Among the many achievements that Republicans in Tallahassee have boasted about after this year's Legislative session ended in May was that they achieved Medicaid reform.
In fact, they still haven't achieved that goal of reducing long-term costs by turning over nearly all of the management of the system to HMOs and other managed-care companies throughout the state, because they need the federal government to sign off on such a plan.
The plan would put nearly all of the state's Medicaid three million patients into a into state-authorized, for-profit H.M.O.’s or networks run by hospitals or doctors. H.M.O.’s or networks would also manage the long-term care of the elderly, shifting them away from nursing homes and leading to an expansion of in-home care.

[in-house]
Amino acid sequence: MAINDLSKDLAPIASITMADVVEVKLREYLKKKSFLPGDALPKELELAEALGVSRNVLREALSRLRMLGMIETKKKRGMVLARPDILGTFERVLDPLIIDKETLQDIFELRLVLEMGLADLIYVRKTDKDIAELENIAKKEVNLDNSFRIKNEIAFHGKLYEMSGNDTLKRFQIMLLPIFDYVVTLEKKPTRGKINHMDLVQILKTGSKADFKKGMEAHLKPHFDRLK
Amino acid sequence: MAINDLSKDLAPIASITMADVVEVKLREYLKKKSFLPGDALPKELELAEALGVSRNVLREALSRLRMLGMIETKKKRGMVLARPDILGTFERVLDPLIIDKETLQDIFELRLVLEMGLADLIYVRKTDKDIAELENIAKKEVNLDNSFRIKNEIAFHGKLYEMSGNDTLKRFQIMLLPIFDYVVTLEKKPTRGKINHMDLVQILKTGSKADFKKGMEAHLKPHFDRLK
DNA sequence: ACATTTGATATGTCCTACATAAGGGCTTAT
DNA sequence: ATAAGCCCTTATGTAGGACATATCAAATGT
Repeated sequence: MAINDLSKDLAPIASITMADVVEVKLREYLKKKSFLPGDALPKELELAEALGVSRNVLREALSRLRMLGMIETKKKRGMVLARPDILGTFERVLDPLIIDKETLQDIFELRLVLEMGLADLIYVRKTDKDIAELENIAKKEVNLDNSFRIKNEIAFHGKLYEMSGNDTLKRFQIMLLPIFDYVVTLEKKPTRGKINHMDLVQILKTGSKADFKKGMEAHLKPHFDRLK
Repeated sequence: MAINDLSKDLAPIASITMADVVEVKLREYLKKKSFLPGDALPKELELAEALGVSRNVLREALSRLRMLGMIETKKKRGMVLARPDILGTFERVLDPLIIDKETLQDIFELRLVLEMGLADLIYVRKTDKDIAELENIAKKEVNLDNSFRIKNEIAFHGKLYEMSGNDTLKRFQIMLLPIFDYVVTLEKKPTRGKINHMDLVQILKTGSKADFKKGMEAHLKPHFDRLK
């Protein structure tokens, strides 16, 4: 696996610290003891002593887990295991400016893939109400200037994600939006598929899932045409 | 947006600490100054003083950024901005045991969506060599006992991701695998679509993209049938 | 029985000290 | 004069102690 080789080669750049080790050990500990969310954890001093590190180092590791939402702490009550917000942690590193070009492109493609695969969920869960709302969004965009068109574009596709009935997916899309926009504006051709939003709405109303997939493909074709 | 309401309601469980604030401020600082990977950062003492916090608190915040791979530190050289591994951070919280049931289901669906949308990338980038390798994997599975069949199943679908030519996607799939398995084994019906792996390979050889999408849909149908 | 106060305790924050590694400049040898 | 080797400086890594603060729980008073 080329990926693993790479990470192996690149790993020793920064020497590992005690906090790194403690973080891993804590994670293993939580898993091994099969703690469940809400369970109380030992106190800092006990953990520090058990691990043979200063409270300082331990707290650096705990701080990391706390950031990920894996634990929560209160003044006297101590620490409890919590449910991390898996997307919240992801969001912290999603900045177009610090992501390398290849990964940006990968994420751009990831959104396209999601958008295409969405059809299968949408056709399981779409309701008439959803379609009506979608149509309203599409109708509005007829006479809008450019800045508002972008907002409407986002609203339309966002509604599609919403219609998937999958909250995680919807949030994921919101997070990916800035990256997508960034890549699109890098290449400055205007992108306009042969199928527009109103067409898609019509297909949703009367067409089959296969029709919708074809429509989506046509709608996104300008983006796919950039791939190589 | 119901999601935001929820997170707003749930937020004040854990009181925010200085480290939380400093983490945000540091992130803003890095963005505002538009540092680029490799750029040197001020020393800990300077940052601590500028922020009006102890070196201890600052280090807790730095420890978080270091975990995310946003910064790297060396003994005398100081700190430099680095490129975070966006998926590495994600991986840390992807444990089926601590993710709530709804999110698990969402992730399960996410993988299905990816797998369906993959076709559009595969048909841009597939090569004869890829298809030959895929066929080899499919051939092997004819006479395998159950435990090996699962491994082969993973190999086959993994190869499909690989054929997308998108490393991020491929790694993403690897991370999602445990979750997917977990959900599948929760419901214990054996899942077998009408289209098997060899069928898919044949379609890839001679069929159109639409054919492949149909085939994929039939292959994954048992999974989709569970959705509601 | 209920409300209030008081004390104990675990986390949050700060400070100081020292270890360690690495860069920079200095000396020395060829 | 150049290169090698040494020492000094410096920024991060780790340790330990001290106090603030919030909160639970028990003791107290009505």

State GOP leaders going back to Jeb Bush have pushed for such a privatization of Medicaid, with the former governor introducing a controversial plan back in 2006 that was limited to a five-county experiment in Broward County and the Jacksonville area.
On Sunday the Florida Medical Association voted to publicly oppose the proposed Medicaid overhaul and write a letter of concern to the federal government urging them not to give Florida a waiver.